The Taliban launched multiple attacks in Afghanistan on Tuesday, including on a strategic tunnel in the Hindu Kush mountains that links the capital, Kabul, with the country’s north and south, officials said.
The attacks marked what may be the first uptick in violence since the Muslim holy month of Ramadan ended in early July. Violence typically takes a downturn during Ramadan’s dawn-to-dusk fasting. The Taliban are widely expected to launch a ferocious fight during the height of summer, though Afghan and U.S. military officials have noted that campaign has been slow to start.
In the northern province of Kunduz, local police commander Nabi Ghichi said that hundreds of Taliban gunmen have been attacking the Qalay-i-Zal district since before dawn on Monday and have not yet been completely pushed back. The assaults have been coming in waves, he said, adding that he has only 85 men and little logistical support.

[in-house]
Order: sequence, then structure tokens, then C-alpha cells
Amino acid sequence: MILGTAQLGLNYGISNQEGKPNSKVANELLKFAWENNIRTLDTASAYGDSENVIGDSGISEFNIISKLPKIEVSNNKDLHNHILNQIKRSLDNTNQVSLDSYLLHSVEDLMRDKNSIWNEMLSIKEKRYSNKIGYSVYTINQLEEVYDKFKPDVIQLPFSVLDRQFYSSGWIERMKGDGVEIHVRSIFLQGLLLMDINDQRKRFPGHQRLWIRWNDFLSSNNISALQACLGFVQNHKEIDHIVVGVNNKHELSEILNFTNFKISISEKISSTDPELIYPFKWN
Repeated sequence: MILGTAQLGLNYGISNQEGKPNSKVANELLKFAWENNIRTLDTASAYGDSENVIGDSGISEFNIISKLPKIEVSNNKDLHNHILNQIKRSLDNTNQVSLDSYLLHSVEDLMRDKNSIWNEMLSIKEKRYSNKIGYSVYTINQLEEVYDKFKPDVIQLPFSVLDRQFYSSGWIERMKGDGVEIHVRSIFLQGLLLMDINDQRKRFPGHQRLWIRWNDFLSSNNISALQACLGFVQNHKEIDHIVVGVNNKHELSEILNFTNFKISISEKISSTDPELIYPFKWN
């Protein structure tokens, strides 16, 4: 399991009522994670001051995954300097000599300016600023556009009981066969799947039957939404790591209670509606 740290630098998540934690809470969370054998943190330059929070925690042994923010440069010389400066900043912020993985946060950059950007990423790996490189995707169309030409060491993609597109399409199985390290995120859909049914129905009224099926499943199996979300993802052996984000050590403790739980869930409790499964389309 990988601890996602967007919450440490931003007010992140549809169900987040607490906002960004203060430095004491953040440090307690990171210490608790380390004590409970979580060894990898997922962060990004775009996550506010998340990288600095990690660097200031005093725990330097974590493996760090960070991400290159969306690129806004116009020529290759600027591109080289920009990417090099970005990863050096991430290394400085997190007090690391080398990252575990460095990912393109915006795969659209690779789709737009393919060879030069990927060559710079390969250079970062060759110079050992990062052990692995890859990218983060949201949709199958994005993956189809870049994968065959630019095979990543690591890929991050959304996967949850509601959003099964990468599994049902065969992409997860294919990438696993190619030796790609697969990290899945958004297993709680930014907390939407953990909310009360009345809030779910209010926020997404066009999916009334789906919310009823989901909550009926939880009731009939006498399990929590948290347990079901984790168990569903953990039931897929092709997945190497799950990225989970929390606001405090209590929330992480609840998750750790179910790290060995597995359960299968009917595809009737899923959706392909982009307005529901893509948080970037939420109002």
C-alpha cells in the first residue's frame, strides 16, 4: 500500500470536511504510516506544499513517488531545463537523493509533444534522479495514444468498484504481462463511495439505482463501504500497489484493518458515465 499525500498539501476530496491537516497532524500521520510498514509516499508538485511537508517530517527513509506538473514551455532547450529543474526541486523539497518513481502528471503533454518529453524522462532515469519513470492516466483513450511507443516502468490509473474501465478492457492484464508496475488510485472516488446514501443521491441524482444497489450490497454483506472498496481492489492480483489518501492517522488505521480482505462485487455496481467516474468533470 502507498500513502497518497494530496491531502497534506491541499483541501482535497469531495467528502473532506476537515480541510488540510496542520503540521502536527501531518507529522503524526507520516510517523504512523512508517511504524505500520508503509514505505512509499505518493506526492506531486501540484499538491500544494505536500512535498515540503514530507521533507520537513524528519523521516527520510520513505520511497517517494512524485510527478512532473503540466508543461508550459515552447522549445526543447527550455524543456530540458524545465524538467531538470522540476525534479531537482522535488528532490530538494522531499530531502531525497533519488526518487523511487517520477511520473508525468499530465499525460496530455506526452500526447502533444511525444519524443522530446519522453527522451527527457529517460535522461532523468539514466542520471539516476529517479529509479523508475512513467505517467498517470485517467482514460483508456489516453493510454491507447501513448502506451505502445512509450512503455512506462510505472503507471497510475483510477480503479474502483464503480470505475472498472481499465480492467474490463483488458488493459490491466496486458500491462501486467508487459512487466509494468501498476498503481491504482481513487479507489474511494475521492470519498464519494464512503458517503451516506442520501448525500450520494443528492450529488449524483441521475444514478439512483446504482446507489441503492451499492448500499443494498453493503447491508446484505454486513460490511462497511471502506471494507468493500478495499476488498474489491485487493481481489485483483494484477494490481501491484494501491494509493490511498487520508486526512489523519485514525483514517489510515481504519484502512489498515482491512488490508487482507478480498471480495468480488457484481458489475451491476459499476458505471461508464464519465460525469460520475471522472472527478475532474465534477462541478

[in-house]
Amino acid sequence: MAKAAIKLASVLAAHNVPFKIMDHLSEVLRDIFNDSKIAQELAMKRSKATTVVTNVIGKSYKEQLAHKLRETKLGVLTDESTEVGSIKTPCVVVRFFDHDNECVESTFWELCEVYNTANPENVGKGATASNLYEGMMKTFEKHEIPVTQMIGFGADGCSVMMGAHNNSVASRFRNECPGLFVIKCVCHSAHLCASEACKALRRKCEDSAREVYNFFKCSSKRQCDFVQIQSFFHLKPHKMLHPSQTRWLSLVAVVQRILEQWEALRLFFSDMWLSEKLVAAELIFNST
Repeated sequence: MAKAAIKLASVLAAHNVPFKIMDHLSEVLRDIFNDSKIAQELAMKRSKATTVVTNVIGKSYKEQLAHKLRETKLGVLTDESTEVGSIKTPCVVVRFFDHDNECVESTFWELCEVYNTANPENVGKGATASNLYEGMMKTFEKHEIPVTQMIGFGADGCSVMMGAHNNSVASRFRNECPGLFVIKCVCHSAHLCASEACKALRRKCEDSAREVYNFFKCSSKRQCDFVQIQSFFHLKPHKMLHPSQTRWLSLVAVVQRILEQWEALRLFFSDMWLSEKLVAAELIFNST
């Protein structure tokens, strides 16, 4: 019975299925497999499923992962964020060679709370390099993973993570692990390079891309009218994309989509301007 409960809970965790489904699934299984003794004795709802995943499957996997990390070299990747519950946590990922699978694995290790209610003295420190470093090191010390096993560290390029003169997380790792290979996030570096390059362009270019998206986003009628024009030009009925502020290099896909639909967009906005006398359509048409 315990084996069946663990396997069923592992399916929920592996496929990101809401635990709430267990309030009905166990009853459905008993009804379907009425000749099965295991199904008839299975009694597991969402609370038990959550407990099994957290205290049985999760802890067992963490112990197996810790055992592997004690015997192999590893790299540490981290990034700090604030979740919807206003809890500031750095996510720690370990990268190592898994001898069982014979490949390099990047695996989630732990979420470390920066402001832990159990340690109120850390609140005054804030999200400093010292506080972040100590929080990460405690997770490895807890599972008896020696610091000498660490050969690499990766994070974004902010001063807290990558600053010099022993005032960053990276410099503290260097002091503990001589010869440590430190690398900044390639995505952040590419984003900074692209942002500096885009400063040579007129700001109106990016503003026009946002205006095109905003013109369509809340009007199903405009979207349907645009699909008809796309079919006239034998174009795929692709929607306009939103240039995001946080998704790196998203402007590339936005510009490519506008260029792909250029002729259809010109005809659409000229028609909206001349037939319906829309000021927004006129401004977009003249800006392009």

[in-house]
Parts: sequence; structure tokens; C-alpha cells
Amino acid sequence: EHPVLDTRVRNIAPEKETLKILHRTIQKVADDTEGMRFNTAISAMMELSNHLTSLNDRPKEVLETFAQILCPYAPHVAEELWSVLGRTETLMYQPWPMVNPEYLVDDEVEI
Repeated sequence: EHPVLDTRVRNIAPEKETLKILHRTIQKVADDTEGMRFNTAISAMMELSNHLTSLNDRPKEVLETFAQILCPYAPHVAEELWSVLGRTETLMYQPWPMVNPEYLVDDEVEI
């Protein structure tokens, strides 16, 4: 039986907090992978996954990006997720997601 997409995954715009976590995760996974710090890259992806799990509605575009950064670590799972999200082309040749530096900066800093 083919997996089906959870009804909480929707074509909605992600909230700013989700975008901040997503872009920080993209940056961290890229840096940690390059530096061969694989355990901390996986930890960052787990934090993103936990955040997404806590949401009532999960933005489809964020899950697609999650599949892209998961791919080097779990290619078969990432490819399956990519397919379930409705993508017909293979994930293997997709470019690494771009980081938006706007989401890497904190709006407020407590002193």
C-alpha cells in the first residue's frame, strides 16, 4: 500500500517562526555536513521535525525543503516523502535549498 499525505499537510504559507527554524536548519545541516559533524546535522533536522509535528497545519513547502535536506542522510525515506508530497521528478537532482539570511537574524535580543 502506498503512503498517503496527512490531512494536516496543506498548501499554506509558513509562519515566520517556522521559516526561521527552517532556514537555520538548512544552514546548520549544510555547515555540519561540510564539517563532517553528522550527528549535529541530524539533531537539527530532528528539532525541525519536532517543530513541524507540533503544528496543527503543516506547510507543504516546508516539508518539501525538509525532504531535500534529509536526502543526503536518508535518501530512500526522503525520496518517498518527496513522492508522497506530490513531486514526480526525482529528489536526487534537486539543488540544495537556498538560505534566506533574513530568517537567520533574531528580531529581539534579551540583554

Kunduz has been a particular target of the Taliban for the past year. Last September, they took the provincial capital, also called Kunduz, and held it for three days — the first time the insurgents succeeded in taking control of a major city since their regime was toppled in 2001.
Kunduz was threatened again in April, when the attacks were repelled by Afghan troops working with U.S. forces under new guidelines issued by President Barack Obama, allowing them to work more closely with Afghan offensive operations and utilize more air power.
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